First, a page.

• January 1, 2012
  • By Leonard Klie Editor, Speech Technology and CRM magazines
  • FYI

New Speech Solutions Treat Smaller Practices

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Small medical practices, which make up about 40 percent of the United States healthcare profession, must follow the same federal guidelines as large healthcare organizations when it comes to the use of electronic health records (EHRs).

As part of the 2009 American Recovery and Reinvestment Act—President Barack Obama's economic stimulus package—all U.S. healthcare providers, regardless of their size, will be required to convert paper-based patient files to EHRs by 2014. Financial incentives are available today for firms that make meaningful use of EHRs.

But making the change to digital records had been a burden for smaller healthcare providers that often lack the financial resources, personnel, and technical expertise to implement such systems.

The U.S. Centers for Disease Control and Prevention (CDC) states that 292,000 office-based doctors in the United States (or 56 percent of the total number of doctors in private practices) have not yet converted to EHR software. Of the 220,000 office-based doctors in the United States who are using some sort of EHR system, only 4 percent are using fully functional versions.

"Healthcare information has been very hard to convert mainly because of the sheer number of practitioners around the globe diarizing in their hand," explains Derrick Gidden, president of Caduceus Software Systems Corp., a software provider for doctors in private practice. "They never needed to share or transmit this information before, thus the majority of them felt there wasn't a need to go digital."

But now that it is no longer an option, a new crop of dictation and transcription applications geared specifically toward smaller practices are eliminating some of the barriers to adopting EHRs. Many of these solutions allow doctors to create voice files using their iPhones or other mobile devices, eliminating the cost of additional dictation equipment, like digital recorders and microphones.

Scribe Healthcare Technologies, for example, recently launched a mobile dictation app, called Scribe Mobile, which is available for use on iPhone, iPad, and iPod Touch devices. In the past year, hundreds of physicians have downloaded the app and enjoyed the flexibility it offers.

According to John Weiss, vice president of Scribe, "Feedback has been positive. Our customers love the ability to combine a phone and dictation device in one unit."

The developers of the Frisbee transcription workflow and dictation solution, me2me, recently released software with this capability. Called Frisbee Smart, the new app turns the iPhone, iPad, or iPod Touch into a wireless digital dictation device. Medical practices can also integrate Frisbee Smart directly into their EHR systems.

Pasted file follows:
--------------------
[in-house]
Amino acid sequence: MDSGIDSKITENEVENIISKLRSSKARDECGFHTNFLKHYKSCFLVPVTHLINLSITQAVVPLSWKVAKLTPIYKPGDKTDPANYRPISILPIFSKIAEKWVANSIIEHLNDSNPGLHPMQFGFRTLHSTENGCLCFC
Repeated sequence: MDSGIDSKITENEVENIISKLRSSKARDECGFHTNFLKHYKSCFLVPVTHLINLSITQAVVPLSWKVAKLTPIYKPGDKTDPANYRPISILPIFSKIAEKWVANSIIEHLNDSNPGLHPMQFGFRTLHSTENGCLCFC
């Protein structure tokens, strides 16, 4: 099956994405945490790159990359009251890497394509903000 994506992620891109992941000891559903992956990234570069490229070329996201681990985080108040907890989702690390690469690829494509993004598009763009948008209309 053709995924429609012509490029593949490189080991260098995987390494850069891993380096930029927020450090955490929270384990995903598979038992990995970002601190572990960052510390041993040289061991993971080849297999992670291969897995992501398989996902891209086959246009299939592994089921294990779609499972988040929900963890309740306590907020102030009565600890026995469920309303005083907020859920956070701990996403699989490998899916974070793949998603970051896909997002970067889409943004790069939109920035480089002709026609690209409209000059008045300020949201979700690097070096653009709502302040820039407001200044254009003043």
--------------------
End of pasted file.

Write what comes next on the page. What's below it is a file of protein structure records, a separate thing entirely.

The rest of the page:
"The iPhone has become a mobile business tool for many professionals who want to use it for dictation purposes in order to avoid carrying multiple devices and to cut costs," Peter Hauser, CEO of me2me, said in a statement.

According to Nuance Communications, this remote, mobile access to documentation solutions and patient information will be the centerpiece of medical practices for years to come. "Whether it's zipping between exam rooms or working remotely, mobile access to clinical information is invaluable for caregivers," says Janet Dillione, executive vice president and general manager of Nuance Healthcare. "Just as important is mobile collaboration for caregivers. With speech-driven mobility, clinicians can be completely untethered, yet still be fully plugged in to interact with and contribute to the care delivery process."

Nuance is helping small practices in other ways. The company recently released Dragon Medical Practice Edition, a version of its popular dictation software specifically for healthcare organizations with fewer than 25 practitioners. Company officials say Medical Practice, which allows clinicians to create medical notes directly into any EHR in real time, contains features that will be especially beneficial to physicians in small practices.

Dragon Medical Practice Edition "provides new features to assist physicians in capturing the full patient narrative by voice directly into any EHR," Carina Edwards, vice president of healthcare solutions marketing at Nuance, said in a statement. "As physicians in small practices face financial, legal, and technological barriers to EHR adoption, Dragon Medical Practice Edition is a cost-effective and reliable solution to help them achieve meaningful use."

Nuance officials say Dragon Medical is helping more than 20 percent of small practices make the transition to EHRs while saving as much as $10,000 per clinician per year in reduced medical transcription costs. The technology also helps decrease report turnaround time and improve the comprehensiveness of patient medical records, leading to more accurate reimbursement.

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